Once you have decided on an aspect of STEM that interests you, it is beneficial to think about what sort of values and culture you are looking for from an employer. With the STEM industry currently being dominated by males, it is important to find out what employers can offer you as a female in terms of career development.

Have confidence in yourself

When trying to get into the STEM industry, it is important that you remain confident in your abilities. This should come across both in your verbal and written abilities, particularly in the application and interview process. Entering a career path in STEM that interests and excites you is important because you are more likely to be confident when speaking with a potential employer about the trends in STEM and when explaining why you are a good fit for the role.

Research suggests that women are typically less confident than males in relation to career choices. Therefore, it is important that you are confident in your skills and abilities to do well and succeed in the career path that you are entering.

Gain experience

Gaining some work experience to show to employers is a great way of demonstrating how motivated and interested you are in entering the STEM industry. Gaining experience is also a great way of understanding the type of work you will be doing and what the role entails. Attending networking events can also help build experience as you get to learn from those who currently work in the industry and are not just learning from a textbook.

A number of companies have industry events that are designed to bring back women into technology.

What opportunities are there for female graduates in STEM?

There are several opportunities for females to get into the STEM industry after they have graduated. They can go on to study further, or they can start applying for tech jobs straight away.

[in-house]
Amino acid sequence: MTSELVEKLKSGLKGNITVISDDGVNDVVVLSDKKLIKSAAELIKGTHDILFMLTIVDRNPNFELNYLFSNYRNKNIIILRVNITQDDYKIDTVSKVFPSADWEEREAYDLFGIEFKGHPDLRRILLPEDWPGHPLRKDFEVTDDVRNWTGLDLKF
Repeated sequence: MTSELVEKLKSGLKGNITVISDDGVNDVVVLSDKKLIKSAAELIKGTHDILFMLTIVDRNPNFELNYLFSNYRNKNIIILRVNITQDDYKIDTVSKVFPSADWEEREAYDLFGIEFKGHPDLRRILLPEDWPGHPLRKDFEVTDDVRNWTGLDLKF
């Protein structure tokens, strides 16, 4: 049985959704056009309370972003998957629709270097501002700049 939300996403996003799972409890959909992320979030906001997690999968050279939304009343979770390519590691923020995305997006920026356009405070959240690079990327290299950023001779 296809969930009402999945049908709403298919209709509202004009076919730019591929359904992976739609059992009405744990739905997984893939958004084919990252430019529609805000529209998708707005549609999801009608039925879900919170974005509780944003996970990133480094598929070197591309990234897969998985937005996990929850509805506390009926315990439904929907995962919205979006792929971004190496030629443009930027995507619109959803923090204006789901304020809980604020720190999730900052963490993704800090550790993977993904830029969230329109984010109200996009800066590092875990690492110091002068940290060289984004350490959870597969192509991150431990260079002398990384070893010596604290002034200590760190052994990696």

Some of the best STEM jobs for female graduates can be Developers, Business Analysts or Project Managers. All of these roles help female grads to develop skills which are transferable between different tech roles, giving them more opportunity to enter different fields within tech throughout their career.

The best places to find STEM jobs can be online, through recruitment agencies, career fairs and by networking. Graduate schemes are also very beneficial to those finishing university. Most large companies offer graduate schemes which gives techies an opportunity to get into the working world.

Most grad schemes last around 2 years, but companies give you full training within the field and sometimes allow you to go on external courses too in order to broaden your knowledge further.

Need help with your women in STEM strategy?

If you’re business operates in a STEM field then this blog should have highlighted some issues you may have been aware of but might not have known how to improve. If you want to be part of the solution and start hiring and empowering more women in STEM then contact us. We can help you reach a more diverse and talented candidate pool and ensure that the women that do work for you feel valued in your business. We’ll work with you to make sure your female stem workforce has a clear idea of the route to progress within the organisational chain. If you want to know more please contact one of our experts.